Is there a way to only crystalise the outer layer of our skin and keep our bofy hydrated, but just keep our body at a low temperature that matabolism virtally stops? Thus we can create a state where we age slowly?
     
  5. kmguru Staff Member

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    Bacterias thrive even in minus 4 degree celsius. So keeping body at 1 degree C wont do. The solution is some type of antifreeze that permeats all the cells and protects it at say minus 50 C. OR remove the water from the body and replace it with a polymer which is difficult to do.
     
  6. Hevene Registered Senior Member

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    This seems to me to be really hard to achieve. Just say, there's this tech. already to protect our cells, does this mean the slowing of motabolism, if not, doesn't this seem to be pointless, as we will age and die just like before?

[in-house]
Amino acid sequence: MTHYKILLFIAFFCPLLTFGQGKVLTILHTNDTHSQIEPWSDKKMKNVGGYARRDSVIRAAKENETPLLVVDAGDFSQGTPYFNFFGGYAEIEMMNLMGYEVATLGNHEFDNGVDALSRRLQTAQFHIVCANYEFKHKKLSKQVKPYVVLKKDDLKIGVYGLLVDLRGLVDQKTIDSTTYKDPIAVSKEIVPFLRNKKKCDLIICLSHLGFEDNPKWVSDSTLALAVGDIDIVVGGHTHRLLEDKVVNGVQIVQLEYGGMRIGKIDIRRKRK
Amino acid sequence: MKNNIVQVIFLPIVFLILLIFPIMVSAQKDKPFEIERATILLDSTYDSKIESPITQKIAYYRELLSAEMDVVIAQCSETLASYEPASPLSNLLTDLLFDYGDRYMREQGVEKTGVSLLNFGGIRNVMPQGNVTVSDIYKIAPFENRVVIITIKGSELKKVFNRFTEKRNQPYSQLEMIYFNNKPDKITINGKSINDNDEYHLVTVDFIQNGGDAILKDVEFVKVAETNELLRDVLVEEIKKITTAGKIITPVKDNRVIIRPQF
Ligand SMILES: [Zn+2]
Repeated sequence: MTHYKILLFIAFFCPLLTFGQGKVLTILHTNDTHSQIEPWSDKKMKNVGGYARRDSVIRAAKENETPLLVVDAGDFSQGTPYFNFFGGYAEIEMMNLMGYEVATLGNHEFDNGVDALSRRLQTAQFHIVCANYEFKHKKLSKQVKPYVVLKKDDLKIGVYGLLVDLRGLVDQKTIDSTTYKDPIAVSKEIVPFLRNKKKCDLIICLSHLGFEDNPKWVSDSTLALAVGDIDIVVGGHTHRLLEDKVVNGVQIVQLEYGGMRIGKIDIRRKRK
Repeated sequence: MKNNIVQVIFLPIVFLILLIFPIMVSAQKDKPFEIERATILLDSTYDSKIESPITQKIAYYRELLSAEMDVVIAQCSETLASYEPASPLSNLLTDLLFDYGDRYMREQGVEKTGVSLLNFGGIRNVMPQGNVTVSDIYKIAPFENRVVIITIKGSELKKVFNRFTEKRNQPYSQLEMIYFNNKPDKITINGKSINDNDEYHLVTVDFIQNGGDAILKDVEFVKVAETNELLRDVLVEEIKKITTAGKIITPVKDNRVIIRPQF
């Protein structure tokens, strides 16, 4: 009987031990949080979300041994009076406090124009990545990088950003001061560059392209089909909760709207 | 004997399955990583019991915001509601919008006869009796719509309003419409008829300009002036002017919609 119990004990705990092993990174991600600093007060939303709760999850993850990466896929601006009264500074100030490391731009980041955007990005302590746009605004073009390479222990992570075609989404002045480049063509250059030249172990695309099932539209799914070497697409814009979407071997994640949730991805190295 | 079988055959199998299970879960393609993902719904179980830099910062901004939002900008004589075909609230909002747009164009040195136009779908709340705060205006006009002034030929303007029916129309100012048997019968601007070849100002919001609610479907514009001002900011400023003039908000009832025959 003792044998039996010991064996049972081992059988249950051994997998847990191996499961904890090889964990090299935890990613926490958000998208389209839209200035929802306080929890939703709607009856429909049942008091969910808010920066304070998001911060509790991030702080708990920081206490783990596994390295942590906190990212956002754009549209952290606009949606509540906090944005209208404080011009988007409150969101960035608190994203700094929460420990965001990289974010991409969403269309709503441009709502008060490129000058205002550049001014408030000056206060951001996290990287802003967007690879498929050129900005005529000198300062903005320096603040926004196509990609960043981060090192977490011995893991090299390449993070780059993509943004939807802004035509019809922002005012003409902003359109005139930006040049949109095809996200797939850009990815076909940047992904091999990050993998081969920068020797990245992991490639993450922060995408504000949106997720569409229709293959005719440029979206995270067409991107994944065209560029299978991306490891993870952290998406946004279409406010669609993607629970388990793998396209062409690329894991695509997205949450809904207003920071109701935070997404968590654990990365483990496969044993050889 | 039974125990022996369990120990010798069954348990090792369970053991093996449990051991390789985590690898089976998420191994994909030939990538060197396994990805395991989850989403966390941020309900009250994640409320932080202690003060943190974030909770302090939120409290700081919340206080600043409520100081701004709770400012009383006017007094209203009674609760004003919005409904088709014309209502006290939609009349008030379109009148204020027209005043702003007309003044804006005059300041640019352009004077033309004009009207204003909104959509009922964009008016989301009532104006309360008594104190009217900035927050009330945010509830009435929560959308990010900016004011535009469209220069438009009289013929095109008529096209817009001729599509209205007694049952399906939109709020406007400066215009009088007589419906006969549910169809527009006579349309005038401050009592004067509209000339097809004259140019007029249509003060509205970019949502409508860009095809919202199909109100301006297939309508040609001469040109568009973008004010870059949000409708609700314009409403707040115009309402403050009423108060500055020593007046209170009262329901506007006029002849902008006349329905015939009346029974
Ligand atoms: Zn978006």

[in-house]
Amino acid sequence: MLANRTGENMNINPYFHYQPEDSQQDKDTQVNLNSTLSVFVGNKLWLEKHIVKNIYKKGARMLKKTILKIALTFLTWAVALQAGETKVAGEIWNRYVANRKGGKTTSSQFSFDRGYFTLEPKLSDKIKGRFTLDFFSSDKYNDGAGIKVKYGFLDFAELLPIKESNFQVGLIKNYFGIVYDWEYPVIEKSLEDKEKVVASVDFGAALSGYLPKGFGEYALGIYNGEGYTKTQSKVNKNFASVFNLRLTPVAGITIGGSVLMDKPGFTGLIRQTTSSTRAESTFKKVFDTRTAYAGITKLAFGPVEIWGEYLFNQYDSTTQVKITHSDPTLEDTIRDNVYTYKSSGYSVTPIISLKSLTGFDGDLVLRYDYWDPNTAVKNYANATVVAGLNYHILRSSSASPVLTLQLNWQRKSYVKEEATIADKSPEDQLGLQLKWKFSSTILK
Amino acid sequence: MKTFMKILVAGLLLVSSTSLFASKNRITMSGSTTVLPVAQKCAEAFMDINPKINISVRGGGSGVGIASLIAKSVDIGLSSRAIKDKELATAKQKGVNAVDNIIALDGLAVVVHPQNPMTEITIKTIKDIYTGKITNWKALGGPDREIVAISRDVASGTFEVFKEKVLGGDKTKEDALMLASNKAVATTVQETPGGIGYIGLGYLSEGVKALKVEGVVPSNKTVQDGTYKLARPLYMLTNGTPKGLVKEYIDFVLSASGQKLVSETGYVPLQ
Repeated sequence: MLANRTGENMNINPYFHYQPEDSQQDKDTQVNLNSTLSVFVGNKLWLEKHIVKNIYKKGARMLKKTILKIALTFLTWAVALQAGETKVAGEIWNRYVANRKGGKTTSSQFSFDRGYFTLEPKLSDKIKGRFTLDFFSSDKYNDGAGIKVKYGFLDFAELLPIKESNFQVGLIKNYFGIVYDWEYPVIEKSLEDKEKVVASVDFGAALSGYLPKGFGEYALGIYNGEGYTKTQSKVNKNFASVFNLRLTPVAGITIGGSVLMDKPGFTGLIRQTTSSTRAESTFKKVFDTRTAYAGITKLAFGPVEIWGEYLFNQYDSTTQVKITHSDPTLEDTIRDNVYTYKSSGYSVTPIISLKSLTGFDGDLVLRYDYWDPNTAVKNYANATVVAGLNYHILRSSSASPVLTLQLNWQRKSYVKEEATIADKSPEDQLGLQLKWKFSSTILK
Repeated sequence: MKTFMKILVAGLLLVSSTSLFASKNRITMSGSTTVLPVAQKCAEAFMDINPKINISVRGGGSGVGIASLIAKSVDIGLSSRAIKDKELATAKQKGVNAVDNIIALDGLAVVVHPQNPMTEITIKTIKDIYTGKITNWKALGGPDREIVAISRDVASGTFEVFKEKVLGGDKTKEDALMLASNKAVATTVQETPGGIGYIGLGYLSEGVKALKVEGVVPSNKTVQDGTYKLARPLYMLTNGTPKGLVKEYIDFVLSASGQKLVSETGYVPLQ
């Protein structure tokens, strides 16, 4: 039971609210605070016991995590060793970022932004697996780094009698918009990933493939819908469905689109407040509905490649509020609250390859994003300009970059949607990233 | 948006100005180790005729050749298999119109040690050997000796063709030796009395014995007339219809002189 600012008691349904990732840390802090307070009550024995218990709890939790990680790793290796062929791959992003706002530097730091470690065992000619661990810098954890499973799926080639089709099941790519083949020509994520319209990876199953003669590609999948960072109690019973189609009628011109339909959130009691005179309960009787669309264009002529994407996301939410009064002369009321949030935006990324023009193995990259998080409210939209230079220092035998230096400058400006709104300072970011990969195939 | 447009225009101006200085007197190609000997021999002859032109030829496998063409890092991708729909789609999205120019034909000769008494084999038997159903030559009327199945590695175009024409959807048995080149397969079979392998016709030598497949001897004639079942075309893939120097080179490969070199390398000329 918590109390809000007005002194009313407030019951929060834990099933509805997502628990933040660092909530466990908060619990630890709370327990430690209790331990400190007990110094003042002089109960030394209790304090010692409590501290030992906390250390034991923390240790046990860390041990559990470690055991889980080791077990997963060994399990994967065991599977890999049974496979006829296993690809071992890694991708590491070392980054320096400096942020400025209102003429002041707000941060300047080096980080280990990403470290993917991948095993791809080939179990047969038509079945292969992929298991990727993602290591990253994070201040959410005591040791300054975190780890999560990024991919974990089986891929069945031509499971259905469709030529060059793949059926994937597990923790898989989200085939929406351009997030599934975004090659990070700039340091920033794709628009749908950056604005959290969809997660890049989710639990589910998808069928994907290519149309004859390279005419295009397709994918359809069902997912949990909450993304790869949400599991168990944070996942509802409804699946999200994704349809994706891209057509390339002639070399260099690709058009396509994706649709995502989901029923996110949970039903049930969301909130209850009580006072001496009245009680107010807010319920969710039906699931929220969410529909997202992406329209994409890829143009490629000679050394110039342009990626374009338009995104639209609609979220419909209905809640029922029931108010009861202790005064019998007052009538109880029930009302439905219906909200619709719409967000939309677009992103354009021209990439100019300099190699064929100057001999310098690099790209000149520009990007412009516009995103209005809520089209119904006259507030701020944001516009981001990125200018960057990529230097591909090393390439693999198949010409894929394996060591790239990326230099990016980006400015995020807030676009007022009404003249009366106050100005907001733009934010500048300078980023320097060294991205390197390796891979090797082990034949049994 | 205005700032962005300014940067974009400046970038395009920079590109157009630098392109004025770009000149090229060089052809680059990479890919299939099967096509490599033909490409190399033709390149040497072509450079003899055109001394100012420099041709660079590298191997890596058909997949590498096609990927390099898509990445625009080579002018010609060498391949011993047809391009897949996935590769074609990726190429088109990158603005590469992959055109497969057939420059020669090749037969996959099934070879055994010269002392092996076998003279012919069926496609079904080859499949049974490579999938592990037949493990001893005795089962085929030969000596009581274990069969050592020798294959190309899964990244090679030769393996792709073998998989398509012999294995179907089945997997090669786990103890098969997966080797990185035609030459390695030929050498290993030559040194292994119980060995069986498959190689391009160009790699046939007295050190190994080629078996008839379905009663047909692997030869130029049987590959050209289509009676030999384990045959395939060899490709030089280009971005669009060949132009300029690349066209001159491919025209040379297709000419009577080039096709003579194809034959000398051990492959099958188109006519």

7. kmguru Staff Member

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    I think, the metabolish slows down and stops at or below certain temperature. I was watching the demolition man directors narration. They took some of the facts and made a fiction out of it. This was one of those issues.
     
  8. Hevene Registered Senior Member

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    I have watched the movie and some other films that freezes human after their death in hoping to bring them back to life when technology allows them. This could well happen in the future.
     
  9. Hypnogog Registered Member

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    Freezing Crickets